Crash test for cars in Africa reveal poor child protection
Posted 1 month ago
By Road Safety Hub Reporter
Crash tests on three popular vehicles in South Africa has revealed poor protection for children.
In contrast, the crash test results showed the vehicles have reasonable protection for adults.
The test was conducted by Global NCAP and the Automobile Association of South Africa and was the third to be done in the continent.
The vehicle tested were Toyota Avanza, Honda Amaze and Suzuki Ignis. The Avanza is a very popular model in South Africa for public transport and fleet use.
In a statement, Mr. David Ward, President and CEO of Global NCAP said the four star performance achieved in the crash test results were welcome but expressed disappointment in the levels of protection for children.
“We look forward to the first five star car in Africa, and encourage auto manufacturers to meet our five star challenge and provide the levels of safety performance necessary for all passengers, whatever their age,” he said.
Global NCAP awards a separate child safety rating to each model to highlight the different levels of protection vehicles provide. Tests are conducted on the Child Restraint System (CRS) recommended by the car manufacturer.
The only safe way for young children to travel is properly
restrained in a child seat, the assessment checks how compatible the car is
with the CRS recommended by the manufacturer, as well as the
protection provided in the crash test.
Here is a summary of the #SaferCarsForAfrica crash test results:
The Avanza achieve four stars for Adult Occupant Protection despite the structure and footwell area rated as unstable. The restraint systems in the car worked properly which, together with the two Seat Belt
Reminders (SBR), for driver and passenger, just met the requirements to achieve a four star safety rating for the adults. The Avanza achieved only two stars in Child Occupant Protection, which was explained by the detachment of the rear bench from the anchorages to the structure of the car as it was pulled by the CRS from the 3 year old dummy attached with ISOFIX to the rear bench.
The Honda Amaze achieved a solid four stars for Adult Occupant Protection in the frontal crash test at 64km/h. The vehicle structure was rated as stable as well as the footwell area. The car offers seatbelt pretensioners for both front passengers and seatbelt reminder for the driver. Using the child seats recommended by Honda, the Amaze only achieved a one star rating for Child Occupant Protection. The child dummies contacted the interior of the car, showing evidence of head exposure and the probability of injury. In the case of the 18 month old CRS, the armrest opened (deployed) during the crash hitting the CRS, braking the handle lock and causing a rotation of the CRS that ended in the head of the dummy contacting the seat backrest. In the case of the 3 year old dummy, despite using a CRS with ISOFIX, its head contacted the interior of the car in the rebound phase. Both head contacts of both child dummies brought the head score to zero and with the broken CRS for the 18 month old dummy the full points of the dynamic test for this dummy were lowered to zero.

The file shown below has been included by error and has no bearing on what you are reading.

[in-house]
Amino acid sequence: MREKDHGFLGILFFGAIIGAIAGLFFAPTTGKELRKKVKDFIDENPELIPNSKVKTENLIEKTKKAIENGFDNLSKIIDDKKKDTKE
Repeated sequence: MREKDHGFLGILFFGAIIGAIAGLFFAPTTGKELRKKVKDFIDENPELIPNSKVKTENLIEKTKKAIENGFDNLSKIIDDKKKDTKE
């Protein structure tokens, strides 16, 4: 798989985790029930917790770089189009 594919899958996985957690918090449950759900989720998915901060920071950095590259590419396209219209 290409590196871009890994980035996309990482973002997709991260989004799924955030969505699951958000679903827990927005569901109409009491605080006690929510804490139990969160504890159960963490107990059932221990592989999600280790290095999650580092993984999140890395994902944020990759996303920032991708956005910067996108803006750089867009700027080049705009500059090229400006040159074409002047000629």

The Ignis achieved three stars for Adult Occupant Protection in the frontal crash test at 64km/h. The vehicle structure was rated as unstable and offered weak chest protection for the driver. Child safety of the Ignis achieved a low score because Suzuki did not recommend a CRS for the test. Global NCAP considers that car manufacturers are responsible for all occupants in the car and for this reason they must always recommend the CRS to be used in the test. When they decline to do so, the car manufacturer is not awarded points during the test. Comparing this car with the same model for Europe, while the South African Ignis has two airbags and ABS as standard, the European version of the car offers as standard: 6 airbags (2 frontal, 2 side body and 2 side curtain airbags) and Electronic Stability Control.